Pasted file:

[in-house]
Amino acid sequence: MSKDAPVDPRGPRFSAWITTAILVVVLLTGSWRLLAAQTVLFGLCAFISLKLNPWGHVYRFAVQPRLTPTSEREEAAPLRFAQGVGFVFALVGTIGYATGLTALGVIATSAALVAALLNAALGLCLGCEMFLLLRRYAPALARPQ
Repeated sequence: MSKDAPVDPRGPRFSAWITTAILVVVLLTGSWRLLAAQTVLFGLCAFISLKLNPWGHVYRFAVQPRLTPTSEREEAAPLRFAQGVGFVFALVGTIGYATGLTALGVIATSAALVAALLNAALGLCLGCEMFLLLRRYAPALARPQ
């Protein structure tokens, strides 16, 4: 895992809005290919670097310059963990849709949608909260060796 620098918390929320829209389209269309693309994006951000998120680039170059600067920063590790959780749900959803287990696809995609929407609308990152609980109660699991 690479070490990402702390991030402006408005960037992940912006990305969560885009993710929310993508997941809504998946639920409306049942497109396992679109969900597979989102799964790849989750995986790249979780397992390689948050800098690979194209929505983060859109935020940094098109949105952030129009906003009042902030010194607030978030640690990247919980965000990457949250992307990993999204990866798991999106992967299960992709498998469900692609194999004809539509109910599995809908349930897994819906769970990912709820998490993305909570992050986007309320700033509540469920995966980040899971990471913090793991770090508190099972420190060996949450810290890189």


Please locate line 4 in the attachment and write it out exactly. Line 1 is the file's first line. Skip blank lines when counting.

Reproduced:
């Protein structure tokens, strides 16, 4: 895992809005290919670097310059963990849709949608909260060796 620098918390929320829209389209269309693309994006951000998120680039170059600067920063590790959780749900959803287990696809995609929407609308990152609980109660699991 690479070490990402702390991030402006408005960037992940912006990305969560885009993710929310993508997941809504998946639920409306049942497109396992679109969900597979989102799964790849989750995986790249979780397992390689948050800098690979194209929505983060859109935020940094098109949105952030129009906003009042902030010194607030978030640690990247919980965000990457949250992307990993999204990866798991999106992967299960992709498998469900692609194999004809539509109910599995809908349930897994819906769970990912709820998490993305909570992050986007309320700033509540469920995966980040899971990471913090793991770090508190099972420190060996949450810290890189």